Three Republicans joined 11 committee Democrats in the 14-8 vote for Yellen, raising the likelihood that her nomination will surmount any procedural challenges when it comes before the full Senate, expected in the next two weeks.
Democratic Senator Elizabeth Warren, seen as a key monetary and fiscal policy watchdog in Congress, hailed Yellen as an "extraordinarily qualified woman" for the post and expressed surprise that eight on the committee had voted against her.
"Janet Yellen has impeccable credentials, and I'm very pleased she was voted out of committee with bipartisan backing," said Warren.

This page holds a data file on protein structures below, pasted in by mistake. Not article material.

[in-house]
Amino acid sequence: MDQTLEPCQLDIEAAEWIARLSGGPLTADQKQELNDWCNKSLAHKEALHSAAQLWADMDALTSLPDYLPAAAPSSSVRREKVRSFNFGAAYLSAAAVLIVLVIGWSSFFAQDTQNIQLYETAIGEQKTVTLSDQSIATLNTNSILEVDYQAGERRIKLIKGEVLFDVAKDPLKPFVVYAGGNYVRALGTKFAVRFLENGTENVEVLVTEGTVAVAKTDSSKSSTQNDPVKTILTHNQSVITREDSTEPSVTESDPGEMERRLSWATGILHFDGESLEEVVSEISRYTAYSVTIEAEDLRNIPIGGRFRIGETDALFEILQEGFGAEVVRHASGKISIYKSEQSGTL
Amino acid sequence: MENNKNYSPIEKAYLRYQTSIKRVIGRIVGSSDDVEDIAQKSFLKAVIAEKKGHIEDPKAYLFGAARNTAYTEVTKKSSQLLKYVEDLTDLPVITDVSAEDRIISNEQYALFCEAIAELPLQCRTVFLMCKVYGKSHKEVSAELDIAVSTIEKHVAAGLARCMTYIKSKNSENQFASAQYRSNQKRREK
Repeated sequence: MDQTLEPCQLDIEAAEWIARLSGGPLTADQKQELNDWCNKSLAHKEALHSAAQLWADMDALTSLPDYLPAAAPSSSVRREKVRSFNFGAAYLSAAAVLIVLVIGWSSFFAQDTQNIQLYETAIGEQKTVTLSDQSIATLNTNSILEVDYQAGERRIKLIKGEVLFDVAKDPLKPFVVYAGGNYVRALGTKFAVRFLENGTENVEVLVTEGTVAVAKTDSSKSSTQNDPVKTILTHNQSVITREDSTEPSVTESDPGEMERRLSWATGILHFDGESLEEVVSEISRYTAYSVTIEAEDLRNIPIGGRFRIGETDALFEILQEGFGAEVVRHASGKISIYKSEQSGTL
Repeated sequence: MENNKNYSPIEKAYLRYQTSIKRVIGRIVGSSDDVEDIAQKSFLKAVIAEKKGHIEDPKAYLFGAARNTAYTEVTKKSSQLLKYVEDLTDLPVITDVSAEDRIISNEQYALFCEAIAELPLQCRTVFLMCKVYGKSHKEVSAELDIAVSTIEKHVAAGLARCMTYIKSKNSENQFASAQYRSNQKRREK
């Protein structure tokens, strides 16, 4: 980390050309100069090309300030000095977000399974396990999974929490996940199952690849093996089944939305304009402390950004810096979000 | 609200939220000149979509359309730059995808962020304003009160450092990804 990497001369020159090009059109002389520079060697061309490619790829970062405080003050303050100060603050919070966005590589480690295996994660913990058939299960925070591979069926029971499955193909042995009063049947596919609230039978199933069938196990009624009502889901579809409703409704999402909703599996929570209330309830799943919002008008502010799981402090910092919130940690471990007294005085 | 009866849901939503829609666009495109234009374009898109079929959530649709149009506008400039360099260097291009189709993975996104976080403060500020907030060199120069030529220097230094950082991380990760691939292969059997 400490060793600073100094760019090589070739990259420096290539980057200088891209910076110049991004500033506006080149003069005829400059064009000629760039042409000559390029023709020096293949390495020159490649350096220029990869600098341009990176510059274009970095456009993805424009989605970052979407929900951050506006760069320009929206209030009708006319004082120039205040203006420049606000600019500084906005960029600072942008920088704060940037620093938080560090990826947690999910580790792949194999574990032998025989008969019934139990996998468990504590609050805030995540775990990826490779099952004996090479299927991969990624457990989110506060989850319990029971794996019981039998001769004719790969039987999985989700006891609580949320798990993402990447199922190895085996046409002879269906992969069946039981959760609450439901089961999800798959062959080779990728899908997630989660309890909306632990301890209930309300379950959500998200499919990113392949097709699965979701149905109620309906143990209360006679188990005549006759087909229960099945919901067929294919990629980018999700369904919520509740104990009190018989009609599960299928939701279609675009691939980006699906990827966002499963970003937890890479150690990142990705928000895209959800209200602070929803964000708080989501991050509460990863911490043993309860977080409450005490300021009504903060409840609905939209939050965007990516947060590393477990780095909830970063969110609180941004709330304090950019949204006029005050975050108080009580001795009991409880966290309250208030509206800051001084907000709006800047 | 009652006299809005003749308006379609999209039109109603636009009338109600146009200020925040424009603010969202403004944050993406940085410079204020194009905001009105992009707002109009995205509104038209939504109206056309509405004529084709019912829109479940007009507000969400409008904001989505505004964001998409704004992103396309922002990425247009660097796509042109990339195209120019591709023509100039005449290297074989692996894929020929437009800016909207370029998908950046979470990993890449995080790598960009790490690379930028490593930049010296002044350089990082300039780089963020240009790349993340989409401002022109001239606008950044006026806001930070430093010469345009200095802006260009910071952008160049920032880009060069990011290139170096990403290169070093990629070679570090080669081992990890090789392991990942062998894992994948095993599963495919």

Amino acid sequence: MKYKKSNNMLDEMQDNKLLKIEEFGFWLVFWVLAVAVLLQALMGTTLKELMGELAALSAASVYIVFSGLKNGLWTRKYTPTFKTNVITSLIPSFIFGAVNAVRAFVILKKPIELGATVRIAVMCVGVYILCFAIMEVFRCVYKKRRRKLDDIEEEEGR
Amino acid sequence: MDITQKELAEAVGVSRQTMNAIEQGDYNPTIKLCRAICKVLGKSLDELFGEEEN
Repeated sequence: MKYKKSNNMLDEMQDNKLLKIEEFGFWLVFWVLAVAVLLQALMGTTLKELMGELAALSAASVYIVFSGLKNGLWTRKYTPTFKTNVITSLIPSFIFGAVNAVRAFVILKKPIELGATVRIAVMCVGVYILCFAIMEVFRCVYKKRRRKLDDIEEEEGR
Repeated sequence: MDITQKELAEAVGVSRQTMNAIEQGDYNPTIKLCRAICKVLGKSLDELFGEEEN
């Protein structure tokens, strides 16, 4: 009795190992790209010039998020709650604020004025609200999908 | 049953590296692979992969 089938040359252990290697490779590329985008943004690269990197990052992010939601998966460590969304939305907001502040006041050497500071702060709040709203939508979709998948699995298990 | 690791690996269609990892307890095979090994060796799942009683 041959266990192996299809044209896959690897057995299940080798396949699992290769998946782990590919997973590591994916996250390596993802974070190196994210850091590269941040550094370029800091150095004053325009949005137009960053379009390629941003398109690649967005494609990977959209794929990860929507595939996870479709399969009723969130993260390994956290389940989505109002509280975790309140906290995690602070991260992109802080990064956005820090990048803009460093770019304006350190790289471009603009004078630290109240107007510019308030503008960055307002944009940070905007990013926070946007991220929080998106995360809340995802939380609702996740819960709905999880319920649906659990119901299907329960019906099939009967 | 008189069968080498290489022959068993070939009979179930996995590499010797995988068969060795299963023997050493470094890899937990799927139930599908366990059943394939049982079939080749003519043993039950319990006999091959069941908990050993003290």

"I hope the Senate will act swiftly to confirm her so she can get to work leading the Fed at this important time."
If approved, Yellen, currently the Fed's vice chair, would become the first woman to lead the world's most powerful central bank.
At 67, Yellen has built a strong reputation as an academic economist, teaching at the University of California at Berkeley, and a veteran of the central bank.
Married to economics Nobel Prize winner George Akerlof, she has a long-term interest in the impact of joblessness on the economy, and has helped keep Fed policy focused on bringing down the unemployment rate.